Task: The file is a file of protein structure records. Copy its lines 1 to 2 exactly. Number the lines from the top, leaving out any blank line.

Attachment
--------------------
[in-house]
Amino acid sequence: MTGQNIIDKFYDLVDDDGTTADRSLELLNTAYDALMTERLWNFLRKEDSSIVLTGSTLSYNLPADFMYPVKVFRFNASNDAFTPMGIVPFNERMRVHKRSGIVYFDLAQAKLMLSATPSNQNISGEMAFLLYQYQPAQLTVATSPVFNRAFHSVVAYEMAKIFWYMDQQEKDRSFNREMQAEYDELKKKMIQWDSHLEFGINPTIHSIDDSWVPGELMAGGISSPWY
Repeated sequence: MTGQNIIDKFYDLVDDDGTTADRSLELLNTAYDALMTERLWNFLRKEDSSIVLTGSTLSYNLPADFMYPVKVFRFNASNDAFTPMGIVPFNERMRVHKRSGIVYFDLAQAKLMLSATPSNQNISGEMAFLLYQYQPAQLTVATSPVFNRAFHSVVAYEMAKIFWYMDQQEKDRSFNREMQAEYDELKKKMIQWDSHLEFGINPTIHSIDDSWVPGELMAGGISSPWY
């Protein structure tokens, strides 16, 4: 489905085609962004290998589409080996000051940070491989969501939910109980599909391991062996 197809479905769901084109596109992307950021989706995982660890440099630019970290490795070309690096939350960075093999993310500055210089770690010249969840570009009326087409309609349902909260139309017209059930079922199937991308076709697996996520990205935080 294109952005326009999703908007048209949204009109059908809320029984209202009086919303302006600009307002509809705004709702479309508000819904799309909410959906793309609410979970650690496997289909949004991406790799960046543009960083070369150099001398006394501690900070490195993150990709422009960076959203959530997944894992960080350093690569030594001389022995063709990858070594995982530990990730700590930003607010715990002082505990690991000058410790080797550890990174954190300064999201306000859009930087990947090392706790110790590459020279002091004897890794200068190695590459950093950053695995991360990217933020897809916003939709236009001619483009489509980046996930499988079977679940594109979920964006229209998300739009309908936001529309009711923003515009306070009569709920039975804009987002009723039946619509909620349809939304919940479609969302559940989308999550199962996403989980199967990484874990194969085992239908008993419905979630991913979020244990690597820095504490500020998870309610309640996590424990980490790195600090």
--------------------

[in-house]
Amino acid sequence: MTGQNIIDKFYDLVDDDGTTADRSLELLNTAYDALMTERLWNFLRKEDSSIVLTGSTLSYNLPADFMYPVKVFRFNASNDAFTPMGIVPFNERMRVHKRSGIVYFDLAQAKLMLSATPSNQNISGEMAFLLYQYQPAQLTVATSPVFNRAFHSVVAYEMAKIFWYMDQQEKDRSFNREMQAEYDELKKKMIQWDSHLEFGINPTIHSIDDSWVPGELMAGGISSPWY